FEAST OF THE ANNUNCIATION


March 25 -December 25 ( exactly nine months before Christmas)

*The Feast of the Annunciation, contemporarily the Solemnity of the Annunciation, commemorates the visit of the angel Gabriel to the Virgin Mary, during which he informed her that she would be the mother of Jesus Christ, the Son of God. It is celebrated on 25 March each year.

It is a principal Marian feast, classified as a solemnity in the Catholic Church. Two examples in Catholicism of the importance attached to the Annunciation are the Angelus prayer, and the event's position as the first Joyful Mystery of the Rosary

Almighty Father of our Lord Jesus Christ,
You have revealed the beauty of your power
by exalting the lowly virgin of Nazareth
and making her the mother of our Savior.
May the prayers of this woman
bring Jesus to the waiting world
and fill the void of incompletion
with the presence of her child,
who lives and reigns with You and the Holy Spirit
one God forever and ever. Amen

**The story of the Annunciation (the announcing), from the Latin annuntiare, is recounted in Luke's gospel. At the Annunciation, the angel Gabriel announced to Mary that she would conceive a Son, and his name would be Jesus. His greeting, "Hail Mary, full of grace, the Lord is with you" has echoed down through the ages in many prayers, and is known as the "Hail Mary." Mary was initially confused as to how she would bear God's Son, since she was a virgin. The angel explained that the Holy Spirit would come upon on her. This is why when we recite the Nicene creed we say "by the power of the Holy Spirit, [Jesus] was born of the Virgin Mary and became man." The Apostles Creed likewise affirms that Jesus was "conceived by the power of the Holy Spirit." Thus, the Feast of the Annunciation is the beginning of Jesus' miraculous life, and it begins with the theotokos conceiving Jesus by the Holy Spirit's power. 

Mary's response to the angel, "Behold, I am the handmaid of the Lord; let it be done to me according to your word," (Latin: ecce ancilla Domini; fiat mihi secundum verbum tuum) is a statement of humble faith, and a model for how we are to respond when God calls us to do what seems impossible. This response is called Mary's fiat, from the Latin word meaning "let it be done." The Catechism addresses the significance of Mary's faith in relation to her role as Christ's mother:

By pronouncing her "fiat" at the Annunciation and giving her consent to the Incarnation, Mary was already collaborating with the whole work her Son was to accomplish. She is mother wherever he is Savior and head of the Mystical Body (973). 

HISTORY 

Feast of the Annunciation of the Blessed Virgin Mary dates back to at least the 6th century, and is mentioned between AD 530 and 533 in a sermon by Abraham of Ephesus. In the West, the first authentic reference is in the Gelasian Sacramentary in the 7th century. The tenth Synod of Toledo (AD 656), and Trullan Synod (AD 692) speak of the Annunciation feast as universally celebrated in the Catholic Church. In the Acts of the latter council, the feast is exempted from the Lenten fast.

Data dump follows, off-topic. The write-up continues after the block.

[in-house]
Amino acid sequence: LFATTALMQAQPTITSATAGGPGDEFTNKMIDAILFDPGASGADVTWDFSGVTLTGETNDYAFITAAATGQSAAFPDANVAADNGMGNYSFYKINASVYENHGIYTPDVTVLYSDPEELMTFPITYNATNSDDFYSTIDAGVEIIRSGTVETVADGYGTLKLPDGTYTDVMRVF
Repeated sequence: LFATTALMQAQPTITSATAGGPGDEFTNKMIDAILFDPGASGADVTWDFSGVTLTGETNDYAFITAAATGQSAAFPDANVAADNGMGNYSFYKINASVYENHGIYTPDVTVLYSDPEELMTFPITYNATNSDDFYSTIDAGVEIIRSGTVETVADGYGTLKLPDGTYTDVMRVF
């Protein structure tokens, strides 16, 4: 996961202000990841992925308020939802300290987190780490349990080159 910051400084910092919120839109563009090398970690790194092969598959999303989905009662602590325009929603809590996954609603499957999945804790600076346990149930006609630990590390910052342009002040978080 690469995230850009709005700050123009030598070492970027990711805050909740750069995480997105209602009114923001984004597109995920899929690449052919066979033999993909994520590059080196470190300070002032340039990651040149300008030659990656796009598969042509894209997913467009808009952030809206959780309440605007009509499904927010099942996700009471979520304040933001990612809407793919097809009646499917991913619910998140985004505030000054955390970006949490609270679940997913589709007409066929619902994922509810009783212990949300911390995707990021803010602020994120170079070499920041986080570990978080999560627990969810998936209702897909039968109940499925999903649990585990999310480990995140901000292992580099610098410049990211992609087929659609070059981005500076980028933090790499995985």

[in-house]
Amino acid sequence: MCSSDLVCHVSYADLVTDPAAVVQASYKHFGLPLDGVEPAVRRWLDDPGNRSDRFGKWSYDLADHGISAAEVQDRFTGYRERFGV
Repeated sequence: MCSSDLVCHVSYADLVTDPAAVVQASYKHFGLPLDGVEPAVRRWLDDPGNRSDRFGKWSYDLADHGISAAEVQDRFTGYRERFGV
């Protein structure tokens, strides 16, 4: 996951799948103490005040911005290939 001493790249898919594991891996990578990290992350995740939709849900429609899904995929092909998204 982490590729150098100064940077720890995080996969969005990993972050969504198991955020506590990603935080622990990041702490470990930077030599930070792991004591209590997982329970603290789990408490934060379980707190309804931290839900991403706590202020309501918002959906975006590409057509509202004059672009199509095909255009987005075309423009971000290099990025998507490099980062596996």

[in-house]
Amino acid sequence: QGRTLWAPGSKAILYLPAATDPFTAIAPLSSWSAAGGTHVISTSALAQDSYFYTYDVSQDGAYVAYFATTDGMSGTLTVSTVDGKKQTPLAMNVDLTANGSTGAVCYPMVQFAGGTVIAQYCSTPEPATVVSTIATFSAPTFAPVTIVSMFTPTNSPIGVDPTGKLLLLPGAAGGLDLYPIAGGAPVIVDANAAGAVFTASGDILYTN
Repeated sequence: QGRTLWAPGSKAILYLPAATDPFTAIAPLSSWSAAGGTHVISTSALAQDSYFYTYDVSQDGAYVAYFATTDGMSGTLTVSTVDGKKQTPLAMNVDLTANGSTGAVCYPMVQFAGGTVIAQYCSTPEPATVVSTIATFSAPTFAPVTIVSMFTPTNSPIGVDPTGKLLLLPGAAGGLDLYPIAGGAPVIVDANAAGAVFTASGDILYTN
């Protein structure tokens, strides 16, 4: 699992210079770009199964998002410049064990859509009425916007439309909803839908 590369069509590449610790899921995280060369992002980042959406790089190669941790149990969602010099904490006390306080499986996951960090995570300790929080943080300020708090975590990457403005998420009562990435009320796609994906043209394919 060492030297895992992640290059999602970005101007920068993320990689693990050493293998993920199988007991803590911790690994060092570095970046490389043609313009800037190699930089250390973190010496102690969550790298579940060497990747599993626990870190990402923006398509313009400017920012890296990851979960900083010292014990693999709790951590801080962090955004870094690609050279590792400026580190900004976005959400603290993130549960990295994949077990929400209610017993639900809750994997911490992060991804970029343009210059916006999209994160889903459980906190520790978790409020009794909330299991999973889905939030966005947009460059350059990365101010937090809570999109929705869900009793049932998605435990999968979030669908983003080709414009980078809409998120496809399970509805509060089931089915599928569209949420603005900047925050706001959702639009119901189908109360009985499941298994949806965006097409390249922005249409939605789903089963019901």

The oldest observance of the day is on March 25, although in Spain the feast was at times celebrated on December 19 to avoid any chance of the date falling during the Lenten season. March 25 is obviously 9 months before Christmas, the birth of Jesus. Scholars are not completely sure whether the date of the Annunciation influenced the date of Christmas, or vice-versa. Before the Church adopted fixed days of celebration, early Christians speculated on the dates of major events in Jesus' life. Second-century Latin Christians in Rome and North Africa tried to find the day in which Jesus died. By the time of Tertullian (d. AD 225) they had concluded that he died on Friday, March 25, AD 29 (incidentally, this is an impossibility, since March 25 in the year AD 29 was not a Friday). How does the day of Jesus' death relate to the day of his conception? It comes from the Jewish concept of the "integral age" of the great Jewish prophets. This is the notion that the prophets of Israel died on the same dates as their birth or conception. Therefore, if Jesus died on March 25, he was also conceived that day. The pseudo-(John)Chrysostomic work de solstitia et aequinoctia conceptionis et nativitatis nostri Iesu Christi et Iohannis Baptistae accepts the same calculation. St. Augustine mentions it as well. Other ancient Christians believed Jesus was conceived on March 25th for another reason: they believed (based on Jewish calculations of the period) that the creation of the world occurred that day. Thus, it was fitting that the one who makes us new creations was conceived on the day the world was created. For more information on this subject check out Choosing the Date of Christmas: Why December 25?, by the author of this web page, Calculating Christmas by William Tighe, and The Oxford Dictionary of the Christian Church.

Of interest, the Feast of the Annunciation is one of the 4 "Quarter Days" in the Church. These are days which fall around the equinoxes or solstices, and mark the beginnings of the natural seasons: spring, summer, autumn, and winter. These Quarter Days were Christian feast days used in medieval times to mark "quarters" for legal purposes. The other days Quarter Days are the Nativity of St. John the Baptist (June 24), Michaelmas (September 29), and Christmas (December 25).

source:wikipedia/churchyear.net/ 

photo:photo:the Annunciation: Artist: Peter Paul Rubens
Style: Baroque

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